Alex Barmas on implementing innovative facades in New York City

Architecture East Skyscrapers Technology
Richard Meier & Partners' 173/176 Perry Street and 165 Charles Street. (A. Strakey / Flickr)

Richard Meier & Partners’ 173/176 Perry Street and 165 Charles Street. (A. Strakey / Flickr)

For Enclos‘ Alex Barmas, true innovation in facade design and fabrication is about more than the latest technological bells and whistles. Rather, it is about exercising creativity despite the restrictions posed by tight budgets, compressed timelines, and aggressive real estate markets.

BIG's W57, currently under construction. (Courtesy BIG)

BIG’s W57, currently under construction. (Courtesy BIG)

At Facades+ NYC later this month, Barmas will moderate a conversation on implementing innovation with AEC industry leaders including Cutler Anderson Architects‘ Jim Cutler, Arup‘s Tali Mejicovsky, Michael Stein, of Schlaich Bergermann & Partner, and Richard Meier & Partners‘ Vivian Lee. “My intention is to get the panelists talking about the possibilities of producing truly fantastic architecture while constrained by very real-world budgets and schedules,” said Barmas. “They have all worked on projects where an intelligent and responsive approach to design, and an intelligence about materials and tectonics have allowed them to deliver great projects under tight constraints. The panel will focus on the commitment and perseverance required to execute and deliver such projects.”

New York is a hotbed of facade innovation exactly because of the particular constraints at play there, said Barmas. In much of the United States, he explained, the litigious nature of the building design and construction market tends to discourage integrated project deliver. But “the New York market is actually a counterbalance to this. Due to the complexity of building projects, compressed construction schedules, and the need for coordination throughout the design and construction process, projects must take on a more holistic design mentality.” At the same time, said Barmas, the drive to build taller and faster for the top of the market “has meant that there are some very interesting building envelopes either recently built, or under construction.” As a case in point, he cited BIG‘s 625 West 57th Street (W57), calling it “a fantastic example of a really interesting curtain wall.”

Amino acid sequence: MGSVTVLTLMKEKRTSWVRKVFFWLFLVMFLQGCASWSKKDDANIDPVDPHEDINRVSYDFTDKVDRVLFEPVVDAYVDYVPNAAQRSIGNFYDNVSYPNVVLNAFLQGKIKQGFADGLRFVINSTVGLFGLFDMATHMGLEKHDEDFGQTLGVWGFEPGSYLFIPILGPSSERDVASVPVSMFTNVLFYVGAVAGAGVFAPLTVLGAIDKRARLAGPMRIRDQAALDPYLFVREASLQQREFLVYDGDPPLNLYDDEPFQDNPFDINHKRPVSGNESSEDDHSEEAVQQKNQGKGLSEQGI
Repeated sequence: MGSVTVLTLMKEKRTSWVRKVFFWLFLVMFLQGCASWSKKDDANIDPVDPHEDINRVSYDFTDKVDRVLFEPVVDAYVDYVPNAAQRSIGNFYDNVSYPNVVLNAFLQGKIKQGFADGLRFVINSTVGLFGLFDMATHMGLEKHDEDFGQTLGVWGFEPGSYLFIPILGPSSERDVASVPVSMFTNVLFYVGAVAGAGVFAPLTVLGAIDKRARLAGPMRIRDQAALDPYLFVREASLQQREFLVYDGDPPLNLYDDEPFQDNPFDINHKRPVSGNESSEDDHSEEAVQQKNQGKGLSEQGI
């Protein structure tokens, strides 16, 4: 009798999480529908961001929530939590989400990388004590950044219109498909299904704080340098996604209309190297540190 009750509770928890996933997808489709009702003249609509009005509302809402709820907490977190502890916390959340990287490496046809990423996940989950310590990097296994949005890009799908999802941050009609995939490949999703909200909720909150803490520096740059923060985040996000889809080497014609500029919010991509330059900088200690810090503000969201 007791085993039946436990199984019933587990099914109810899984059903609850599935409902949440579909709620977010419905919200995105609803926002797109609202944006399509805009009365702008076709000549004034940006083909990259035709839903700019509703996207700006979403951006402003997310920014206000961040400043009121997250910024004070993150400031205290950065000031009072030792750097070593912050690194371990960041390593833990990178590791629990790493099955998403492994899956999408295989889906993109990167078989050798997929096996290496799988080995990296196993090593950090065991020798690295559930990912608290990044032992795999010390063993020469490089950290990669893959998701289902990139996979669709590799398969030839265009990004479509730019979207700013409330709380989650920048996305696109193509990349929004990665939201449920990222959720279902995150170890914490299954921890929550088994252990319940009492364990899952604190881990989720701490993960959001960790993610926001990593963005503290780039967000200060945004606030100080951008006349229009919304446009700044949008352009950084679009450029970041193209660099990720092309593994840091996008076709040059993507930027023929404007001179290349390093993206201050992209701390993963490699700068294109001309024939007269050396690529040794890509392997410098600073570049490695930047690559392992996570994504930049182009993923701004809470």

All of this is not to say that new technology is not compelling—especially when made a part of built projects. “I’m very excited about the continuing integration of sensors, actuators, and other electrical components with the building envelope to create active and responsive facades,” said Barmas. “This seems to be turning into a virtuous cycle where integrated systems are becoming more robust, system integration is improving, and all the parties to a building project are becoming more comfortable implementing these systems. System intelligence and integration enable us to achieve better performance with traditional building envelope components.”

To hear more from Barmas and panelists on bringing facades innovations to fruition, register today for Facades+ NYC. More information, including a complete symposium agenda, is available online.

Berlin Main Rail Station, facade design by Schlaich Bergermann & Partner. (Omid Omidvar / Flickr)

Berlin Main Rail Station, facade design by Schlaich Bergermann & Partner. (Omid Omidvar / Flickr)

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